the operating frequency, thereby ensuring
that the signal will be propagated down the
line.


PH0101 Unit 2 Lecture 4

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Representation of modes



The general symbol of representation will be TE
m, n

or TM
m, n

where the subscript
m

indicates the
number of half wave variations of the electric field
intensity along the
b

( wide) dimension of the
waveguide.


The second subscript
n

indicates the number of half
wave variations of the electric field in the
a

(narrow)
dimension of the guide.


The TE
1, 0

mode has the longest operating
wavelength and is designated as the dominant
mode. It is the mode for the lowest frequency that
can be propagated in a waveguide
.


PH0101 Unit 2 Lecture 4

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Expression for cut off wavelength


For a standard rectangular waveguide, the cutoff
wavelength is given by,





2
2
2














b
n
a
m
c

Where a

and
b

are measured in centimeters

PH0101 Unit 2 Lecture 4

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A Hollow metallic tube
of uniform circular
cross section for
transmitting
electromagnetic waves
by successive
reflections from the
inner walls of the tube
is called
Circular

waveguide
.

Circular wave guide

PH0101 Unit 2 Lecture 4

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Circular wave guide



The circular waveguide is used in many special
applications in microwave techniques.


It has the advantage of greater power


handling
capacity and lower attenuation for a given cutoff
wavelength. However, the disadvantage of
somewhat greater size and weight.


The polarization of the transmitted wave can be
altered due to the minor irregularities of the wall
surface of the circular guide, whereas the
rectangular wave guide the polarization is fixed

PH0101 Unit 2 Lecture 4

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PH0101 Unit 2 Lecture 4

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Description


The wave of lowest frequency or the dominant
mode in the circular waveguide is the TE
11

mode.


The first subscript
m

indicates the number of full


wave variations of the radial component of the
electric field around the circumference of the
waveguide.


The second subscript
n

indicates the number of
half


wave variations across the diameter.



The field configurations of TE
11

mode in the
circular waveguide is shown in the diagram below

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Cut off wavelength


The cutoff wavelength for dominant mode of
propagation TE
11

in circular waveguide of radius

a’

is given by

1.814
π
2
a
c



The cutoff wavelength for dominant mode of
propagation TM
01

in circular waveguide of radius ‘
a’

is given by

2.405
π
2
a
c


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Applications of circular waveguide



Rotating joints in radars to connect the horn
antenna feeding a parabolic reflector (which
must rotate for tracking)


TE
01
mode suitable for long distance waveguide
transmission above 10 GHz.


Short and medium distance broad band
communication (could replace / share coaxial
and microwave links)

PH0101 Unit 2 Lecture 4

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Worked Example
2.4



The dimensions of the waveguide are 2.5 cm


ㄠ捭⸠1
The frequency is 8.6 GHz. Find (i) possible modes
and (ii) cut


off frequency for TE waves.

Solution:

Given
a
= 2.5 cm ,
b =

1 cm and
f

= 8.6 GHz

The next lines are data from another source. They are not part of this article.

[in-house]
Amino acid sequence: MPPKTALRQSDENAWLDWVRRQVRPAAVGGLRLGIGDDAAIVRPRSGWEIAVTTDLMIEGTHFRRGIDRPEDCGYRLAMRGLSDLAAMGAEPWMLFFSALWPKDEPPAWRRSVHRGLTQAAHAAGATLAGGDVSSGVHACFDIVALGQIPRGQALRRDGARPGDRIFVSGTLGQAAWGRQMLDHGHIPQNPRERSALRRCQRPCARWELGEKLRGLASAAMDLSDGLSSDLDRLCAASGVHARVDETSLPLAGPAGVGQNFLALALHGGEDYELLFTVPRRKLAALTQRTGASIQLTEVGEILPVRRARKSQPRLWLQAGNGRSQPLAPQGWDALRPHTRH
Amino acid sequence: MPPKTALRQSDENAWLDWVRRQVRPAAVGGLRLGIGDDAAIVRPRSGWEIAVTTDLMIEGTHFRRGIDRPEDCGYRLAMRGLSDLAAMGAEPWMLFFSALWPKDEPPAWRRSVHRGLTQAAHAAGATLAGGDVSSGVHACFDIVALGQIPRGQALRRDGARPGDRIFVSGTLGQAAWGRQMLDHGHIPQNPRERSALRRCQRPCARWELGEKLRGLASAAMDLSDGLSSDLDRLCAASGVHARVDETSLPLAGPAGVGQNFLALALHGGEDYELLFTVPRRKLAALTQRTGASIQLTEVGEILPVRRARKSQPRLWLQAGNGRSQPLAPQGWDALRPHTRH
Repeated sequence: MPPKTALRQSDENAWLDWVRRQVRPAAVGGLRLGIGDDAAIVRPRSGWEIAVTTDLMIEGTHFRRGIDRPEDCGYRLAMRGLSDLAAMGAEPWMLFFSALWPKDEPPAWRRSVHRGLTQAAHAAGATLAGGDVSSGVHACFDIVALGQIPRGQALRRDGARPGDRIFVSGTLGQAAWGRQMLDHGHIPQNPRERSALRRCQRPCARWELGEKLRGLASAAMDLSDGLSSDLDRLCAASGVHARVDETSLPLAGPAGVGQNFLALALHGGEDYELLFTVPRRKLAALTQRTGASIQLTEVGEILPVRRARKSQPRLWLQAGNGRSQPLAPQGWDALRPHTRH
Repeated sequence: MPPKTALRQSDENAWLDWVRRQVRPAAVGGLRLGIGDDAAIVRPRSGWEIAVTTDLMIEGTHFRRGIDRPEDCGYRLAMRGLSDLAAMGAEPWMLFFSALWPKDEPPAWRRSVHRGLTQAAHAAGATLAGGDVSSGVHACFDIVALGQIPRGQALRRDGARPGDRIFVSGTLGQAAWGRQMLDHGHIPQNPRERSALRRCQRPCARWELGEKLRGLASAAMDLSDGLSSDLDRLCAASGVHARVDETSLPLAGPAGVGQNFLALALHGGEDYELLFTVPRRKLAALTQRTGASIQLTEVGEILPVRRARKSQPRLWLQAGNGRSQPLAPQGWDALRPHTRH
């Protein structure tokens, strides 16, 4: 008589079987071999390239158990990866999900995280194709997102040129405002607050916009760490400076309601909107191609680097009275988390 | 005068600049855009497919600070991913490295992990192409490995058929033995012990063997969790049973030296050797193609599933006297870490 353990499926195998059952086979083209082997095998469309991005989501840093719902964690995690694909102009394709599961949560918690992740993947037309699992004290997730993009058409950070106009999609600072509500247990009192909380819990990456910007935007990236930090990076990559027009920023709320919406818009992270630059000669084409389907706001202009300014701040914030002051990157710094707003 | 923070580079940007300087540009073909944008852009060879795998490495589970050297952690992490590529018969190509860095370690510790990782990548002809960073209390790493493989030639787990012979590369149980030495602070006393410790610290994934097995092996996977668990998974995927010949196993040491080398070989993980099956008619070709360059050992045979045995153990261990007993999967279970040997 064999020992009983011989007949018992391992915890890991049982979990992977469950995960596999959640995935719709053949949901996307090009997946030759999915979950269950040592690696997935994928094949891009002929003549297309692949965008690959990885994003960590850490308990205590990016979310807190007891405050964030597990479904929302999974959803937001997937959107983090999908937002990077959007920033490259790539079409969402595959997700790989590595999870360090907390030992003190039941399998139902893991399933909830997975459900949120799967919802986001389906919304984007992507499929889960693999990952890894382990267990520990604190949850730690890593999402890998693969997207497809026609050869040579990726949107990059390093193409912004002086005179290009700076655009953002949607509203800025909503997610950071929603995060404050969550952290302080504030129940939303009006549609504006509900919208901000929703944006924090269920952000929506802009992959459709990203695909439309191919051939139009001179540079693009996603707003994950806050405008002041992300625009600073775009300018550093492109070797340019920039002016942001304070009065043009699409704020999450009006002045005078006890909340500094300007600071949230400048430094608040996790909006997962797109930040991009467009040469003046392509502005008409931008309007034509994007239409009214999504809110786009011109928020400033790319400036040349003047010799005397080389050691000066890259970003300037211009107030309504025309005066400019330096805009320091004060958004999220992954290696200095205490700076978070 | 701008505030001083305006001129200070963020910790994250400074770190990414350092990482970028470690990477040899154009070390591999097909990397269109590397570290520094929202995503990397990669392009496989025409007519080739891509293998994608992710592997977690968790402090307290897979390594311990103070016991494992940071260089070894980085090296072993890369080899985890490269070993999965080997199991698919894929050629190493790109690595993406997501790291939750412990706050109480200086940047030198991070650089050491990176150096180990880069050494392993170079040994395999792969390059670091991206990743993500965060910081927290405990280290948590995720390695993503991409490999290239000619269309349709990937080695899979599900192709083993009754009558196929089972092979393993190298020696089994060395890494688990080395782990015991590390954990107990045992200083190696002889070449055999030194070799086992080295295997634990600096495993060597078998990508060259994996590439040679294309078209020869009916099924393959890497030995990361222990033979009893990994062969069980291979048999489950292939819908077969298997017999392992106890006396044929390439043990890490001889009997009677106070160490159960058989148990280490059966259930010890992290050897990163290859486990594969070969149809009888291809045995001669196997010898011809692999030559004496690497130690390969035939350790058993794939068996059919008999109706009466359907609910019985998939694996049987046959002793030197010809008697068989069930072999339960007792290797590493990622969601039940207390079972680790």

Free space wavelength

cm
488
.
3
10
8
10
3
9
10
0





f
C

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Solution

The
condition

for the wave to propagate is that
λ
C

> λ
0

For TE
01

mode


cm
2
1
2
2
2
2
2
2
2
2
2







b
a
ab
a
n
b
m
ab
C

Since
λ
C

< λ
0
, TE
01

does not

propagate

PH0101 Unit 2 Lecture 4

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For TE
10
mode,
λ
C

=
2
a
= 2


2.5 = 5 cm


Since
λ
C

> λ
0

,
TE
10
mode is a possible mode.

Cut


off frequency

=

GHz
6
5
10
3
10




C
C
C
f

Cut
-
off wavelength

for TE
11

mode


cm
856
.
1
)
1
(
)
5
.
2
(
1
5
.
2
2
2
2





2
2
2
b
a
ab

For TE
11
λ
C

< λ
0

,
TE
11

is not possible.


The possible mode is TE
10

mode.


The cut


off frequency = 6 GHz

=

PH0101 Unit 2 Lecture 4

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Worked Example 2.5



For the dominant mode propagated in an air filled circular
waveguide, the cut


off wavelength is 10 cm. Find (i) the
required size or cross sectional area of the guide and (ii) the
frequencies that can be used for this mode of propagation


The cut


off wavelength =
λ
C

=

10 cm


The radius of the circular waveguide ,

cm

3
9
.
2
2
841
.
1
10



=

r

PH0101 Unit 2 Lecture 4

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Solution



Area of cross section =



2
2
2
cm
97
.
26
)
93
.
2
(
π



r
The cut


off frequency

10
10
3
10



c
c
C
f

=


Therefore the frequency above 3 GHz can be
propagated through the waveguide
.






Area of cross section = 26.97 cm
2

Cut


off frequency = 3 GHz

= 3 GHz

PH0101 Unit 2 Lecture 4

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Exercise Problem
2.2



A

rectangular waveguide has a = 4 cm and b = 3 cm as
its sectional dimensions. Find all the modes which will
propagate at 5000 MHz.

Hint:



The condition for the wave to propagate is that
λ
C

> λ
0

Here
λ
0

= 6 cm ;
λ
C


for TE
01

mode = 6 cm

Hence
λ
C

is not greater than free space wavelength

λ
0

.

TE
01

mode is not possible.

PH0101 Unit 2 Lecture 4

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Exercise problem 2.3



For the dominant mode of operation is an air filled
circular waveguide of inner diameter 4 cm. Find (i)
cut


off wavelength and (ii) cut


off frequency.

Hint:


λ
C

= 6.8148 cm and
f
c


= 4.395 GHz